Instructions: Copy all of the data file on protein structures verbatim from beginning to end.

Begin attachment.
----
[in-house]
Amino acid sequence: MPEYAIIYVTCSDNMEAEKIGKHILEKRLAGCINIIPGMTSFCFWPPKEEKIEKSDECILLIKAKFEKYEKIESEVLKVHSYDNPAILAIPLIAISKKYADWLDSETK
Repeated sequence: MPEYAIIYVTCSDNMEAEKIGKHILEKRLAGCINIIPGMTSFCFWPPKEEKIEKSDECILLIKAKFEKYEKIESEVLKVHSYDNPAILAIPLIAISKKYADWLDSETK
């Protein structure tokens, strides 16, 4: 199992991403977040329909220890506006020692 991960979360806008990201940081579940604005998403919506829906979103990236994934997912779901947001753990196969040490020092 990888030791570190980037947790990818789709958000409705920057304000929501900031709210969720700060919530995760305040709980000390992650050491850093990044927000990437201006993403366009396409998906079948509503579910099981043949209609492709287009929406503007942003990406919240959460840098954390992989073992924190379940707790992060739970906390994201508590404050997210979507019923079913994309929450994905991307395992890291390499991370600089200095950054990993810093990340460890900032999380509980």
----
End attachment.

[in-house]
Amino acid sequence: MPEYAIIYVTCSDNMEAEKIGKHILEKRLAGCINIIPGMTSFCFWPPKEEKIEKSDECILLIKAKFEKYEKIESEVLKVHSYDNPAILAIPLIAISKKYADWLDSETK
Repeated sequence: MPEYAIIYVTCSDNMEAEKIGKHILEKRLAGCINIIPGMTSFCFWPPKEEKIEKSDECILLIKAKFEKYEKIESEVLKVHSYDNPAILAIPLIAISKKYADWLDSETK
């Protein structure tokens, strides 16, 4: 199992991403977040329909220890506006020692 991960979360806008990201940081579940604005998403919506829906979103990236994934997912779901947001753990196969040490020092 990888030791570190980037947790990818789709958000409705920057304000929501900031709210969720700060919530995760305040709980000390992650050491850093990044927000990437201006993403366009396409998906079948509503579910099981043949209609492709287009929406503007942003990406919240959460840098954390992989073992924190379940707790992060739970906390994201508590404050997210979507019923079913994309929450994905991307395992890291390499991370600089200095950054990993810093990340460890900032999380509980």